Pinjore Heritage Festival-2008
Grand finale by Sabri brothers
S.D. Sharma/Hemant Kumar

Panchkula/Kalka, October 5
A captivating spell of qawwali by the acclaimed Sabri brothers at Yadavindra Gardens provided a grand finale to the Third Pinjore Heritage Festival- 2008. The trio of Ameen Sabri, Sayeed Sabri and Farid Sabri took the centre stage for soulful rendition of qawwalis before the weekend crowd.

Coming from a rich lineage of the Hindustani classical music, the Sabri bothers had been credited with playback singing, especially qawwalis in films like ‘Bhagmati’, ‘Ishaq abhi tak zinda hai’. Endowed with a melodious voice with wider range, Farid Sabri had done playback singing for over a dozen films, including Hina, Barsaat ki raat and Pardes to name a few.

The maestros opened up with an invocatory ‘Kaul’ set in raga Yaman as a tribute to Amir Khusro, the celestial Sufi mystic, before doling out his popular creation ‘Chhap Tilak sab’. The maestros interspersed the musical rendition with divine utterances of Meera, Kabir, Sudas and others.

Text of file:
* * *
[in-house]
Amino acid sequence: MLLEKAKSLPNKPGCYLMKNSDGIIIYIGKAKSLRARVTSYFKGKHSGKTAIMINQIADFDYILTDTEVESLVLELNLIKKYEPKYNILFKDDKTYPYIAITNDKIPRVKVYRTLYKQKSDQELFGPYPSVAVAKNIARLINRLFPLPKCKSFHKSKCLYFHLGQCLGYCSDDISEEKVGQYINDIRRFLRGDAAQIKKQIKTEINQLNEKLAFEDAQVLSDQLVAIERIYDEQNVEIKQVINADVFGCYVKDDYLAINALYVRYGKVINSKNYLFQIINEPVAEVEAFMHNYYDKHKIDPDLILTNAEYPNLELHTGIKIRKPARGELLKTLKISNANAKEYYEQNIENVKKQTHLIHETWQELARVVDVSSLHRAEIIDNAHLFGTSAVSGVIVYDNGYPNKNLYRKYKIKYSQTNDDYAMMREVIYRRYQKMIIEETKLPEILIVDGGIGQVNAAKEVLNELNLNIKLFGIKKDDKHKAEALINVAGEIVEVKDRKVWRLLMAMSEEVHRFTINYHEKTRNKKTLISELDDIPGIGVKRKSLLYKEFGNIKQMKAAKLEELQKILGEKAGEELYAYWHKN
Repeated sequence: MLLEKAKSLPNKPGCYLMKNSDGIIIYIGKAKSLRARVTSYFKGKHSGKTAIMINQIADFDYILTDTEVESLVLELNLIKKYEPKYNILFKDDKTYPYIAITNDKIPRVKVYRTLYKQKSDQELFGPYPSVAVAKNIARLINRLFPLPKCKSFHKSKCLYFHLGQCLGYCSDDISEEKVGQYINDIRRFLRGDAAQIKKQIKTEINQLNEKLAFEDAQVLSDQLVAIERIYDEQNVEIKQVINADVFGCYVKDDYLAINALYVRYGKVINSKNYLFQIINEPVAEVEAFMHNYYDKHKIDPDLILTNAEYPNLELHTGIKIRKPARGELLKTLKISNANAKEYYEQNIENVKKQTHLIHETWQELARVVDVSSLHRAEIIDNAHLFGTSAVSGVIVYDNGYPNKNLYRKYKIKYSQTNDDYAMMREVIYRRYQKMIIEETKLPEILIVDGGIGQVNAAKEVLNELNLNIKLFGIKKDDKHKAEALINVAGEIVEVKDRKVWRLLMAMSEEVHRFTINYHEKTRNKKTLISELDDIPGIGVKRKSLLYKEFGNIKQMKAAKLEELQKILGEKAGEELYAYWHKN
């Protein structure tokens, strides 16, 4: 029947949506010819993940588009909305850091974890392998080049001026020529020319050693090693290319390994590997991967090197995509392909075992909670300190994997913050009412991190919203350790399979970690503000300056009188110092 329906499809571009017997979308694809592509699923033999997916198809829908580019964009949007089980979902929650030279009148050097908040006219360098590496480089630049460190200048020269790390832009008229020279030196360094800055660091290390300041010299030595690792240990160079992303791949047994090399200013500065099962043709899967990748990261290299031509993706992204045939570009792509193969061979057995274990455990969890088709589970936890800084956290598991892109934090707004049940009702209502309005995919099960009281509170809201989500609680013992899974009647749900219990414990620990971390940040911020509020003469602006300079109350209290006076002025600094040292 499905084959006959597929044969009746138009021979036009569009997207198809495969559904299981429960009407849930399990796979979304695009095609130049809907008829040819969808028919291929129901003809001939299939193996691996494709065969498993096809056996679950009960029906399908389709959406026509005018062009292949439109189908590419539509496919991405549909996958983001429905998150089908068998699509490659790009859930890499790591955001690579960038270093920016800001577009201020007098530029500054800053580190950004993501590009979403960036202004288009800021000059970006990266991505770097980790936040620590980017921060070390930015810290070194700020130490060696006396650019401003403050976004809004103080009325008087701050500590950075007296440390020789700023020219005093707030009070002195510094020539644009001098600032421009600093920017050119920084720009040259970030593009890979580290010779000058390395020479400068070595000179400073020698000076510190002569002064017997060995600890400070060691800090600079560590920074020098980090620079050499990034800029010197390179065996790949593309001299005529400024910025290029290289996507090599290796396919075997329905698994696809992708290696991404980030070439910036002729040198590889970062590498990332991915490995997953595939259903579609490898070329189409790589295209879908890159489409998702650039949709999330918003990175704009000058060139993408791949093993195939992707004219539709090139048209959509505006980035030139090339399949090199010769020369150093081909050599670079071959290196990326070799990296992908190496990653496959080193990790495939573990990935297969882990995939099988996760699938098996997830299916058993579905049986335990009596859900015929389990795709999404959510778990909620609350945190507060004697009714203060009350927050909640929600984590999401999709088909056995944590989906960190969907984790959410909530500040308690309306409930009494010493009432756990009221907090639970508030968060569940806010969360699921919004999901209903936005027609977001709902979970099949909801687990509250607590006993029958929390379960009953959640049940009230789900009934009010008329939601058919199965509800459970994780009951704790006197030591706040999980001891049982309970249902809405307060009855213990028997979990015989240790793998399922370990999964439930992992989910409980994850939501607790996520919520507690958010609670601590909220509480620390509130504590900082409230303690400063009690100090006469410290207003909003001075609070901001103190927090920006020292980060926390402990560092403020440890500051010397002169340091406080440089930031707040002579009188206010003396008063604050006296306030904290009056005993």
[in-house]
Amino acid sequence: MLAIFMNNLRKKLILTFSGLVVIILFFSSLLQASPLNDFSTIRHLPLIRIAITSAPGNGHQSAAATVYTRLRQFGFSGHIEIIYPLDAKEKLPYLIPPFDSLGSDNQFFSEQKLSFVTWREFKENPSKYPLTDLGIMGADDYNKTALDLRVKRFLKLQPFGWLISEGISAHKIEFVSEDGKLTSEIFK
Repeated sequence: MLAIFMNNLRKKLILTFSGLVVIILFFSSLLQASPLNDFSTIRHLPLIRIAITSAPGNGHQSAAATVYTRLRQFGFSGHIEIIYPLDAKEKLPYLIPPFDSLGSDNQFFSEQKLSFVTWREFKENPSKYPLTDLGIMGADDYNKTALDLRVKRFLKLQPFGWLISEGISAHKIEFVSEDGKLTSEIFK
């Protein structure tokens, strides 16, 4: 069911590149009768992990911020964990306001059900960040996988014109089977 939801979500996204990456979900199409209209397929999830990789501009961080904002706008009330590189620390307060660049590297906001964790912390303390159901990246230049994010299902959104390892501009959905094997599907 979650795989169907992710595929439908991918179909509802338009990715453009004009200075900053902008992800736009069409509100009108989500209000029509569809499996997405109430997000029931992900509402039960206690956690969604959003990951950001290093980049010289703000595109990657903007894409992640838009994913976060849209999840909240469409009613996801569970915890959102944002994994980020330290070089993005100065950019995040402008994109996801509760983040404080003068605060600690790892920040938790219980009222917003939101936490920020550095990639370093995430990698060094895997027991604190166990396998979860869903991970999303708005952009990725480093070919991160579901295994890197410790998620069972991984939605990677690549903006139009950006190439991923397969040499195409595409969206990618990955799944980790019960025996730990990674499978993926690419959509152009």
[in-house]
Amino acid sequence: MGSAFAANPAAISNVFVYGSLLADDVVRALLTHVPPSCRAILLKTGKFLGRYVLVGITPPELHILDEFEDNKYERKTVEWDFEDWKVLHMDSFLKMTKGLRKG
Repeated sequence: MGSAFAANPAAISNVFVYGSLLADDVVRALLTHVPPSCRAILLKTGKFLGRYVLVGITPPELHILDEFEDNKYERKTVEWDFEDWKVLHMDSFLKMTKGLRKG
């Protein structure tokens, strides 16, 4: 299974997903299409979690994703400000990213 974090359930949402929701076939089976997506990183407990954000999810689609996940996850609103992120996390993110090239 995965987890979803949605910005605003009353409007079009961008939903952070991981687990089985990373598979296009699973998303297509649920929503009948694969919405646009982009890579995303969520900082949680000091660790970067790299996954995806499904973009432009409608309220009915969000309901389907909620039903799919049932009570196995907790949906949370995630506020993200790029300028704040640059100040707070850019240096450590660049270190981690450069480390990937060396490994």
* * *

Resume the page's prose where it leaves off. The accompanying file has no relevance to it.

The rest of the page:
After a mundane beginning, the overall performance gained momentum with another Sufiana qalaam ‘Tu Karim hai’ weaved in raga Darbari. The trio maintained their excellence in ‘Daur-e-Harma’ lacing it with couplets like ‘Inbadat dil se hoti hai karaare se nahin hoti’. After a spell-binding ‘Kis baat ka rona hai’, they obliged the audience with a farmaish for Amir Khusro’s ‘Teri surat pe balihari’. Their film number ‘Der naa ho jai kahin’, however, induced some charm with mysticism and spiritual content melting into romanticism. J.K. Singh of AIR conducted the programme with admirable competence.